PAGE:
Motherboard manufacturers are prepping for the imminent release of the AMD Ryzen 3000 CPUs with new BIOS updates for existing motherboards. We are, of course, expecting them all to take advantage of a new range of CPUs and chipsets by releasing a slew of brand new 500-series motherboards, but thanks to the backwards compatibility of the AM4 platform you will still be able to run Ryzen 3000 processors in old school motherboards.
Though not all of them. The new batch of MSI, Asus, and Biostar BIOS updates have rolled out to existing X470, B450, and X370 motherboards… but not for the B350 boards. There had been earlier speculation that the lower end of 300-series motherboards wouldn’t be compatible with the new AMD Zen 2 CPUs, despite the original AMD assertion of AM4 CPU compatibility up to 2020.
Support, however, could be left up to the actual motherboard manufacturers themselves, however, as it’s possible the only real restriction on the B350 boards is the capacity of the BIOS chip itself. Higher-spec boards sport 32MiByte chips, while the B350s only have 16MiByte capacity BIOS silicon.
That would suggest the boards themselves would be Ryzen 3000 compatible if only the actual microcode could fit in the smaller BIOS chips. Motherboard manufacturers could fork their BIOS updates to only include support for the latest chips, but that would be a lot of work for probably not a lot of benefit.
Read more: These are the best AMD gaming motherboards
After all, if you’d bought a low-end 300-series board and a 1000-series Ryzen chip, would you really be upgrading to the latest and greatest AMD processor just 2 years later?
The different motherboard vendors have been open about the Ryzen 3000 BIOS updates to varying degrees. MSI and Asus have been the most obvious, with MSI stating in the March update description that it is there to “support new upcoming AMD CPU,” while Asus’ latest updates couch it around the latest AGESA standard for the “upcoming processors.”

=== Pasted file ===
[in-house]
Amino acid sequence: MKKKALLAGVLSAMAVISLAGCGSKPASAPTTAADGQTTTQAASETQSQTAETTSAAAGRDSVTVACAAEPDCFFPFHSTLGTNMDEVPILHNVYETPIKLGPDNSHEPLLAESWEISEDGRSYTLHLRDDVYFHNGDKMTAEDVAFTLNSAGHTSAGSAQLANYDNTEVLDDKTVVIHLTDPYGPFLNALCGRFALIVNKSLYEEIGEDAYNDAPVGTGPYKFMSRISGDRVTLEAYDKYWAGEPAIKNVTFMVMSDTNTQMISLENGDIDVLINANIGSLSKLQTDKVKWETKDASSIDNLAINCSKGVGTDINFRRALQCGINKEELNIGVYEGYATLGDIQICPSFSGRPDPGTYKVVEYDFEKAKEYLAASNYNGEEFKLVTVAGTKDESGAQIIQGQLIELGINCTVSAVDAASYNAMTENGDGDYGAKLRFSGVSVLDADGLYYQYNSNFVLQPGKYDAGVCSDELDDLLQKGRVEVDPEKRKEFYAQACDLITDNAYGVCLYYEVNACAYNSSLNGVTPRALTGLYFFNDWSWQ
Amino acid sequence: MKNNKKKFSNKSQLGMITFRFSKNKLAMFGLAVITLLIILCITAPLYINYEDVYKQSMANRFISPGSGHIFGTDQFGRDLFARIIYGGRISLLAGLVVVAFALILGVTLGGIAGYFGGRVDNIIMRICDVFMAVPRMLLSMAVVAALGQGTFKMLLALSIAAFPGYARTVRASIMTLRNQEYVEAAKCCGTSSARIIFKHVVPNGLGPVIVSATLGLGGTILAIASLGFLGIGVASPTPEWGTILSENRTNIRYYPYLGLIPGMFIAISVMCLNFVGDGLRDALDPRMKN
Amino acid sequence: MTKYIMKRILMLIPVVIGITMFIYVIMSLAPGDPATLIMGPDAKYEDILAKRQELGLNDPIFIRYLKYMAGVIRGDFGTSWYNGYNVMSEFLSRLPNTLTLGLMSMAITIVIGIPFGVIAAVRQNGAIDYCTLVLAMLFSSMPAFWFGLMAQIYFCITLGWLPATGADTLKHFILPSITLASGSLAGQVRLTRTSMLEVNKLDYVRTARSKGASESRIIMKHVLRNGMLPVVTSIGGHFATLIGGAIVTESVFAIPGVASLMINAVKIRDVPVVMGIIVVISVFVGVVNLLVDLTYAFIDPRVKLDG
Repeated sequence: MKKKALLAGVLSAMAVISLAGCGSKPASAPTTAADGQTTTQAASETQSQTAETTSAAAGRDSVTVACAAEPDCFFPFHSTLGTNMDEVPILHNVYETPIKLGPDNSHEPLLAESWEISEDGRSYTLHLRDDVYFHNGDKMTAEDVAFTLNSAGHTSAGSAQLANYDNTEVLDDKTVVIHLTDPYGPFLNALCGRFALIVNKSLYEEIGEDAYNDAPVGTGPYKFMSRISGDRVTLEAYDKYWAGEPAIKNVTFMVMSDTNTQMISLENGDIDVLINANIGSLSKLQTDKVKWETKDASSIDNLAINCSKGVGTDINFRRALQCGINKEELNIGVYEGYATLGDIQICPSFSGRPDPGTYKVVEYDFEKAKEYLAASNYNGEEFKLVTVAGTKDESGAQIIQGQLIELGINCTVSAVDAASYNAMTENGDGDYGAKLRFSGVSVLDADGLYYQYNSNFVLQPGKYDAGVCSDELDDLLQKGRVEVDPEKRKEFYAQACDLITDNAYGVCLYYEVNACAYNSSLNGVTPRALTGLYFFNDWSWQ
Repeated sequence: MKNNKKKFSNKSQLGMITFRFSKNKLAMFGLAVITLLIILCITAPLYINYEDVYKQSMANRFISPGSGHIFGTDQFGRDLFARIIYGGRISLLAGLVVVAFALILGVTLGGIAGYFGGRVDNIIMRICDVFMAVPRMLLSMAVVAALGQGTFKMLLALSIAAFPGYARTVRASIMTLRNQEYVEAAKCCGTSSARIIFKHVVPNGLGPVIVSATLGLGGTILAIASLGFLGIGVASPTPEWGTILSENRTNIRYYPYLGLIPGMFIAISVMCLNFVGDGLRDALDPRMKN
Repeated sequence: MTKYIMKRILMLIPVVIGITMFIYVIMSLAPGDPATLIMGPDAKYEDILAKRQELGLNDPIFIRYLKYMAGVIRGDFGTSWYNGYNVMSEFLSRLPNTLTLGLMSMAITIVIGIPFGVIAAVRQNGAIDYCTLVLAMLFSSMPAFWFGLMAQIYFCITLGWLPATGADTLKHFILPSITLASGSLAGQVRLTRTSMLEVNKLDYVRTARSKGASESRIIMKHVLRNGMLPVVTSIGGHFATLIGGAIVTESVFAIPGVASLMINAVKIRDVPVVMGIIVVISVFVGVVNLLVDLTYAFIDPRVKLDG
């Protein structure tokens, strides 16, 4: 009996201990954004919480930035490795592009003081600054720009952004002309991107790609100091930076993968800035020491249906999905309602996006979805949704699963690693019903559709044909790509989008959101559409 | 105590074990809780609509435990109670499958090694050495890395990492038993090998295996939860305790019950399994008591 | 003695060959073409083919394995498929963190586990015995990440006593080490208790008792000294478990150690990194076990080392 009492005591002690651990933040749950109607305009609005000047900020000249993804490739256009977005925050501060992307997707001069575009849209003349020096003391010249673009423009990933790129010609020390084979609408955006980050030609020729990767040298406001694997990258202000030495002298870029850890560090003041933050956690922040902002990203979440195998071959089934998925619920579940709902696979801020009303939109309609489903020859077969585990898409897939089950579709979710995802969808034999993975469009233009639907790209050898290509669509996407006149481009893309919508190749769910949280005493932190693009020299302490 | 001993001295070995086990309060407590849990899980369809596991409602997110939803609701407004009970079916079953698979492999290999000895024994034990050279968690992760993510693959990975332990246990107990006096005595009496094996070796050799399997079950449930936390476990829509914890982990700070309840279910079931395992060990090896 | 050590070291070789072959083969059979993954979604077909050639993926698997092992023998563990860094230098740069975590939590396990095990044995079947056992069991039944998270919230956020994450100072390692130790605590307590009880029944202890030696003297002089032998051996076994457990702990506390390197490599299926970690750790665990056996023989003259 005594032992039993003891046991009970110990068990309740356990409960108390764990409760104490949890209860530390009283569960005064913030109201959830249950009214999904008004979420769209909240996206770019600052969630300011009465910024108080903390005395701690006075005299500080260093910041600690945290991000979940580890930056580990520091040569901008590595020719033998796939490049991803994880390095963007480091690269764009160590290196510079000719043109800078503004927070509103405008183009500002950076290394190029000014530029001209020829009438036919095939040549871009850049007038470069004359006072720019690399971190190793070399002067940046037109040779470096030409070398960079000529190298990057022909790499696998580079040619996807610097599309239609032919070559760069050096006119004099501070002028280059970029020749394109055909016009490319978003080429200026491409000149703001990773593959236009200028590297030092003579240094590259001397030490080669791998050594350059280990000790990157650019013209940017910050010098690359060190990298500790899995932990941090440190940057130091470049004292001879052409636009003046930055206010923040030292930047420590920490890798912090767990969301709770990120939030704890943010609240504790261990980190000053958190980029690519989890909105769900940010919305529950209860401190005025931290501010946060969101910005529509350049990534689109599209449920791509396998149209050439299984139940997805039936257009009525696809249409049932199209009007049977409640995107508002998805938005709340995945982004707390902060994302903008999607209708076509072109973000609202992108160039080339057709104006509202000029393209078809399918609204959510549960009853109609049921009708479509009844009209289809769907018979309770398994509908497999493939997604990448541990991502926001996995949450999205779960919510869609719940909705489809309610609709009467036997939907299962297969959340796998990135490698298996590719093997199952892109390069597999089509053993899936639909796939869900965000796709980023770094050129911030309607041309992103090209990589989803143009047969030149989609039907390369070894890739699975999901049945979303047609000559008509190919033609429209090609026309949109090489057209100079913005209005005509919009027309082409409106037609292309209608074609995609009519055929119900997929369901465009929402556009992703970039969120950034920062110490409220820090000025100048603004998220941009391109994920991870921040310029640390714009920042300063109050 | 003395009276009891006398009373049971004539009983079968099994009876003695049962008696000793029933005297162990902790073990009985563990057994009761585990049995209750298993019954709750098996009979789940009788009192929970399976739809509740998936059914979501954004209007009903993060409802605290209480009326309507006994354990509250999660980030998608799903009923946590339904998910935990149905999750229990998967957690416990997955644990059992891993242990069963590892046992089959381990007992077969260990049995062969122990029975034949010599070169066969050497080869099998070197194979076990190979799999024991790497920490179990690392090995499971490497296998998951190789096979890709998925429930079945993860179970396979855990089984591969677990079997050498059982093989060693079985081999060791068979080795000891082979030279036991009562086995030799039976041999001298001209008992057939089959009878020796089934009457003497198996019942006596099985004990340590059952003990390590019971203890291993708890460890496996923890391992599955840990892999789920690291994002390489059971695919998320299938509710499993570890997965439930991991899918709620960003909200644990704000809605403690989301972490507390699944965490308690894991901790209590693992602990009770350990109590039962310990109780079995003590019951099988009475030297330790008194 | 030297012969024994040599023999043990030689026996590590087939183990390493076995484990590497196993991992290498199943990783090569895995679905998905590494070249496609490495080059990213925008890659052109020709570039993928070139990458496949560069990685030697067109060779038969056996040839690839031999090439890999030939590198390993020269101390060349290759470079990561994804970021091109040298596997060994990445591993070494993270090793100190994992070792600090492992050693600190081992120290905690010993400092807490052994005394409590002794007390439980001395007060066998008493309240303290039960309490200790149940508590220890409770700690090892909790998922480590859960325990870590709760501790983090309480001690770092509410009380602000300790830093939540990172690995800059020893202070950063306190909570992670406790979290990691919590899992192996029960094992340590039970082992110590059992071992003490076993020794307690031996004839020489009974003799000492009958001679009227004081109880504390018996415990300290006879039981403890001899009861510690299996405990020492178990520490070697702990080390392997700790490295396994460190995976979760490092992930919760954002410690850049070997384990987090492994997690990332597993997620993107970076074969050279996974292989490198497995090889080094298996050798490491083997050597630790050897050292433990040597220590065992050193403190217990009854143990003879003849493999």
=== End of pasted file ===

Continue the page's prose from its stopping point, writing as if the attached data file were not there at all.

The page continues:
Biostar is the most obfuscated, simply calling its March updates “AGESA ComboAM4 PI 0.0.7.2 update.” The AMD Generic Encapsulated Software Architecture (AGESA) microcode with the 0.0.7.x designation is the one designed specifically to support the new Ryzen 3000 processors, so if you see that popping up for your motherboard there’s a good chance that it will be Zen 2 compatible.
Though expect to see AMD Ryzen Desktop 3000 ready badges adorning the product pages of your AM4 motherboards as soon as AMD deigns to release the new processors. And when will that be? We’re expecting some announcements around Computex this year, at the end of May/beginning of June.
There are, inevitably, conflicting rumours, however. Some suggestions have the Ryzen 3000 release date on July 7, to match the 7nm basis of the new architecture – 7/7, but as AMD is turning 50 on May 1 some rumour mongers have put that date forward as one that might provide some more Ryzen details.